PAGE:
Ecofreak Farhad

Why toss your fry oil when you can put it in your gas tank? Farhad Ghafarzade and Muggs in the North Portland garage where Ghafarzade converts diesel engines to veggie oil engines.

The City Slicker

IF IT HADN’T BEEN for a $400 cream-colored 1980 Mercedes, Farhad Ghafarzade might have gone to dental school. Ghafarzade bought the car while studying molecular biology at University of California, Santa Cruz and, just for a lark, decided to convert the car’s engine to run on used cooking oil, which emits (depending on the oil used) around 70 percent less carbon dioxide than diesel fuel. “I was the crazy guy who went around collecting grease from the dining halls,” he says.

After driving the car for two years and 50,000 miles, Ghafarzade sold it for $2,800, promptly upgrading to a Ford Econoline van, which he also converted to run on veggie oil. When he sold that van for $5,600 ($2,600 more than what he paid for it), it hit him: “I can earn a living doing this.”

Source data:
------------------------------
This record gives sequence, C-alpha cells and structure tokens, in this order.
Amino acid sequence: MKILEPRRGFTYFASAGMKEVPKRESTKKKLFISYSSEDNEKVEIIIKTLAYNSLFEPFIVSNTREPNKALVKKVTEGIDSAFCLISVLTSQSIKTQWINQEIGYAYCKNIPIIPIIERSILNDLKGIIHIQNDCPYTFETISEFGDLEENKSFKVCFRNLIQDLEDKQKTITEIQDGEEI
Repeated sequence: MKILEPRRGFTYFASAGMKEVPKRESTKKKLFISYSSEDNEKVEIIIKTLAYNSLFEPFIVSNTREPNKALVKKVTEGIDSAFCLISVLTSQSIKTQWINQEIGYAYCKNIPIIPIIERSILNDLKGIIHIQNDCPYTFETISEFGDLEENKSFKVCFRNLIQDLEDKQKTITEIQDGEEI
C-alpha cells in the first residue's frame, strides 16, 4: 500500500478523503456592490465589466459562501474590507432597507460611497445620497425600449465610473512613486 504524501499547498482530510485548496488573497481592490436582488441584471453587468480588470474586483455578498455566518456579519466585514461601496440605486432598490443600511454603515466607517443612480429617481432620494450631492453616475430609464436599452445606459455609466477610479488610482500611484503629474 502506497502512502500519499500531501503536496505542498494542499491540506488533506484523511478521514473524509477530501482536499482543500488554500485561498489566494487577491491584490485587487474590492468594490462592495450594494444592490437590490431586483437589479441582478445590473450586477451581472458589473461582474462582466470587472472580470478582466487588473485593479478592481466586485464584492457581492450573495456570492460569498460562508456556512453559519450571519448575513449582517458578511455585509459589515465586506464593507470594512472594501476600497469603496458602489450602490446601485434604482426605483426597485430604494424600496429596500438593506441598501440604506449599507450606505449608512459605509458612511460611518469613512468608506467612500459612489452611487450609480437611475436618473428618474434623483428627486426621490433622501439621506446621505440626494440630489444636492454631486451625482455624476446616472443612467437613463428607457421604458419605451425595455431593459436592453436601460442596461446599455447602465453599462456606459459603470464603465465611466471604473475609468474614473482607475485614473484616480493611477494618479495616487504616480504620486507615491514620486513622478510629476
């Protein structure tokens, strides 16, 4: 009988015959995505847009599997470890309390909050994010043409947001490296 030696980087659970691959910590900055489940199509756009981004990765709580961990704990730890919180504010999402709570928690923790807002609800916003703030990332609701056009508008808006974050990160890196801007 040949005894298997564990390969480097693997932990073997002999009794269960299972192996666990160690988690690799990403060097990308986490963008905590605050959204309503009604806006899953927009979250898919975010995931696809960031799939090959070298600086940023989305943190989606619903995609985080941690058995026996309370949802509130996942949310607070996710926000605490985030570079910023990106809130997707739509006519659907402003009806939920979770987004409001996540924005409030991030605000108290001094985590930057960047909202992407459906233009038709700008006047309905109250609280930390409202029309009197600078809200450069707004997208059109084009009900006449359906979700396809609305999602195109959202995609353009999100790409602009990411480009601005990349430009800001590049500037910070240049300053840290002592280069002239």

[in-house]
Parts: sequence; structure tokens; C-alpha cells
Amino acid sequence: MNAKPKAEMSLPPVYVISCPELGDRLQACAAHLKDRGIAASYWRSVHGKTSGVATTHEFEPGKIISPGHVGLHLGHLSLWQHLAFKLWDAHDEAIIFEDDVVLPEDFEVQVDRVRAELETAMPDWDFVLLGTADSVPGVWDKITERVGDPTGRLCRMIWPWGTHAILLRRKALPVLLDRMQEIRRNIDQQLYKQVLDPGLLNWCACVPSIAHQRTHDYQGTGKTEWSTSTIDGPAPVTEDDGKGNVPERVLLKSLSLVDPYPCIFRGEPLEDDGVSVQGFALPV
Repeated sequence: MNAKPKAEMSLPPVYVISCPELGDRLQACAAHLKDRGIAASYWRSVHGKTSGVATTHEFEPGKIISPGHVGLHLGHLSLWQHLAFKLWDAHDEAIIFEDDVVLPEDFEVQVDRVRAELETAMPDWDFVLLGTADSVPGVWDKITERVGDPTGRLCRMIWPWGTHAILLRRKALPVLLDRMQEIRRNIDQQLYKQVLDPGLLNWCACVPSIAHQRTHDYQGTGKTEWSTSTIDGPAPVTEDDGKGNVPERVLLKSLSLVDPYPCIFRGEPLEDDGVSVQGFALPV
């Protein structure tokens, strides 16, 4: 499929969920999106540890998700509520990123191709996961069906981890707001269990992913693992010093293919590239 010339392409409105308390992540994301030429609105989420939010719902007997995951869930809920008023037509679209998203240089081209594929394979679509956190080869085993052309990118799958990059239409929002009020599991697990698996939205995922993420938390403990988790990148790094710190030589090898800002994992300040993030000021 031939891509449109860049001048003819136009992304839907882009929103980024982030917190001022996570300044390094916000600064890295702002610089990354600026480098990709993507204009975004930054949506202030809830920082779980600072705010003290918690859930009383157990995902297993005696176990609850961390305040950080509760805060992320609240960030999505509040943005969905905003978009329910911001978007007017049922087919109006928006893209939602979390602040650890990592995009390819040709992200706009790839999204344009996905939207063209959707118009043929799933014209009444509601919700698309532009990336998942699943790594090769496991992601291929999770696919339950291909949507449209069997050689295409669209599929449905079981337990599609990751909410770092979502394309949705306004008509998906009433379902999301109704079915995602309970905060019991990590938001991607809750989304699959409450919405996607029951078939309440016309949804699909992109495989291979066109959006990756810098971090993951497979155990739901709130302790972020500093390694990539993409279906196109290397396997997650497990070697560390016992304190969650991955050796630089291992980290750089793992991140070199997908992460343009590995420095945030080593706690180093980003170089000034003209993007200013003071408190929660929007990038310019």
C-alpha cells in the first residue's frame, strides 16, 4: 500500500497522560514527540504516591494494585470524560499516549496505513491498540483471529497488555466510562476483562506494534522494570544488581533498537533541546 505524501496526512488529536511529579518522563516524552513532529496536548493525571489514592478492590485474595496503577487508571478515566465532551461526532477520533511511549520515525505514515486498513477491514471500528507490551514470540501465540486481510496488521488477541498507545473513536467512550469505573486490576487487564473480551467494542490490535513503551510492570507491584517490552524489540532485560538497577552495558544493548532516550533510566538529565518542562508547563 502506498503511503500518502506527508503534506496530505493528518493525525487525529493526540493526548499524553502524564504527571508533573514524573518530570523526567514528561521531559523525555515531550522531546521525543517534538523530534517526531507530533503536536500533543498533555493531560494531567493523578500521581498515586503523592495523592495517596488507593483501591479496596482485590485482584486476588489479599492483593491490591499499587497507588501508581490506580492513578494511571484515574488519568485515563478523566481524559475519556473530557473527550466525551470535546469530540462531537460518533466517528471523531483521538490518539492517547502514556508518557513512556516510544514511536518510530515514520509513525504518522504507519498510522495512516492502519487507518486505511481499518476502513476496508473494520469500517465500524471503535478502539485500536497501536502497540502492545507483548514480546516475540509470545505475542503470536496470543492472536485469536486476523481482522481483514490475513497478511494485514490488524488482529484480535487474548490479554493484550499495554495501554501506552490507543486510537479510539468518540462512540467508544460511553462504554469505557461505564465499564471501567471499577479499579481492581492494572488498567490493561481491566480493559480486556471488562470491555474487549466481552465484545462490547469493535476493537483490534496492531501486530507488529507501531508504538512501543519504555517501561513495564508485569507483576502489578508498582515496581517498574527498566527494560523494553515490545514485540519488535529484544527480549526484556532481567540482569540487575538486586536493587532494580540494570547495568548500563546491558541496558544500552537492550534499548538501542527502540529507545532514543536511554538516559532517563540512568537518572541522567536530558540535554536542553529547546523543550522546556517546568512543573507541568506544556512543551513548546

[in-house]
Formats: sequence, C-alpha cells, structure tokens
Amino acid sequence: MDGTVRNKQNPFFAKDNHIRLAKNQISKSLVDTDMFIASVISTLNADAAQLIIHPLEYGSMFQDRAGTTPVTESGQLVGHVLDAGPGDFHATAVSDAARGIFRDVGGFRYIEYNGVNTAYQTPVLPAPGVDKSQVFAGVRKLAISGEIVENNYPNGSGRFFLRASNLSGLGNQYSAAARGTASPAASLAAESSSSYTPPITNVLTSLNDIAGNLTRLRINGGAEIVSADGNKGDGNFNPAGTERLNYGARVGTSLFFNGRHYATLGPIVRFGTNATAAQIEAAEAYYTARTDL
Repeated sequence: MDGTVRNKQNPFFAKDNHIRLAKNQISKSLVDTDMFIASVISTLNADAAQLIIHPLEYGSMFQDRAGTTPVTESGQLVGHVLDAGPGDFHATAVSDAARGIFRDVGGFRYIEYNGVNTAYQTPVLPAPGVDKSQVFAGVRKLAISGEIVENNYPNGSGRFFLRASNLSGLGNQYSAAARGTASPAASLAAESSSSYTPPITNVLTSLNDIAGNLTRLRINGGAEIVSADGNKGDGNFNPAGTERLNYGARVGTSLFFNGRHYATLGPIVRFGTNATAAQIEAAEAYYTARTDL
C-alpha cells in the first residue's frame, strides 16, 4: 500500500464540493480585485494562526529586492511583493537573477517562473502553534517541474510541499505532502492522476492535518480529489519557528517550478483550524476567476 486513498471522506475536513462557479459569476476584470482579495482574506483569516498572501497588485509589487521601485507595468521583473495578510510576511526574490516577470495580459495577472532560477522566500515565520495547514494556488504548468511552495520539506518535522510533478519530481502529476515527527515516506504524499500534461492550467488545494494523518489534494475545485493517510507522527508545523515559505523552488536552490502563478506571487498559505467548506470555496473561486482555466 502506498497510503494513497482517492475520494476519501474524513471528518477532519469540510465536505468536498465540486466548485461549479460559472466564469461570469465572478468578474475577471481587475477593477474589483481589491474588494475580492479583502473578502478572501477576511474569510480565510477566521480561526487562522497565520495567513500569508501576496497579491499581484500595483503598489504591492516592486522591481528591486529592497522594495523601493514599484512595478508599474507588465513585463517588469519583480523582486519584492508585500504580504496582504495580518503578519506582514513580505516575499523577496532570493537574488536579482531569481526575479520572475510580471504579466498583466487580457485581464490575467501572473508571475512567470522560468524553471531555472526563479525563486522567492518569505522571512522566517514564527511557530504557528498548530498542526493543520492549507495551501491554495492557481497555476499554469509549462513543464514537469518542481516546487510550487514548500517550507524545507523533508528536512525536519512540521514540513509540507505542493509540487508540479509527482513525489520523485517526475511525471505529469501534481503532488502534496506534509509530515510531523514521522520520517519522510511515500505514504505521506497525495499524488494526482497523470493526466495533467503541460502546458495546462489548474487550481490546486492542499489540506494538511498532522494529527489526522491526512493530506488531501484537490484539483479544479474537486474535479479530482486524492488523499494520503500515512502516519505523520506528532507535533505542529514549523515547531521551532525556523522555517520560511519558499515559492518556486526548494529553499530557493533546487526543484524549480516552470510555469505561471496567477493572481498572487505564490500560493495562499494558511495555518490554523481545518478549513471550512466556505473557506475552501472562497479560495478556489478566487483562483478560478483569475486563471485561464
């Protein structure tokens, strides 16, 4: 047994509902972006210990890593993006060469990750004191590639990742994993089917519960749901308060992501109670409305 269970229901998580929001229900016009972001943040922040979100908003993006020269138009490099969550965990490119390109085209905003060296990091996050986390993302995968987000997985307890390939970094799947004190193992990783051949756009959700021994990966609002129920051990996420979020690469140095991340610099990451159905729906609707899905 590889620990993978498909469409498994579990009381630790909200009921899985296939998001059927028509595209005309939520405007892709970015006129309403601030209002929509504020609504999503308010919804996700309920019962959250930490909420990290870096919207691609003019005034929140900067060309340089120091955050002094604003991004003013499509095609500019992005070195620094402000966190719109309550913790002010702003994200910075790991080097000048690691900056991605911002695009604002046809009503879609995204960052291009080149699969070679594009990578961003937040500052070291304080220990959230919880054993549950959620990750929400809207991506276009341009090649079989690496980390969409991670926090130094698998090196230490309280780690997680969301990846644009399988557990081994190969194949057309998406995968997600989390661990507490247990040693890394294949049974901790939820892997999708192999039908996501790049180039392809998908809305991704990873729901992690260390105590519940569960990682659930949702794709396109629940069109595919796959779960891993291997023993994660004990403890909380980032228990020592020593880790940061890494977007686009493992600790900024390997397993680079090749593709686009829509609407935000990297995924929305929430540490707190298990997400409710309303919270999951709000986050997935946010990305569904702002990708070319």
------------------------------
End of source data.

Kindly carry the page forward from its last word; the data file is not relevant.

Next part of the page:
Indeed, grease has become Ghafarzade’s way of life. Last July, the 25-year-old rented a two-car garage on N Interstate Avenue, where he now charges people to convert their diesel-powered vehicles into vegetable-oil-fueled eco-machines. So far he’s completed about 60 conversions, and his mechanical handiwork is in high demand—especially among restaurant owners, who have a ready supply of grease at their disposal. Ghafarzade converted a pickup truck for Lucky Lab Brewing Company, and did the same for ¿Por Qué No? taqueria, whose owners sent Ghafarzade the 1991 Ford E350 ambulance it uses to shuttle equipment between its two locations. Most recently, he’s retooled the engine of a Volkswagen TDI driven by Hopworks Urban Brewery owner Christian Ettinger, who also asked Ghafarzade to convert the brewery’s beer-making equipment to run on grease (a project that’s a work in progress). Still, even with a steady flow of customers, Ghafarzade admits that dentistry would have been more lucrative. (Standard conversions run around $2,500.) “But it’s like, why not do something fun,” he says. “I’d rather have an interesting story to tell when I’m 65, and be that cool uncle, the one who did funky things.” And who, in the process, helped ease his environmental burden on the planet.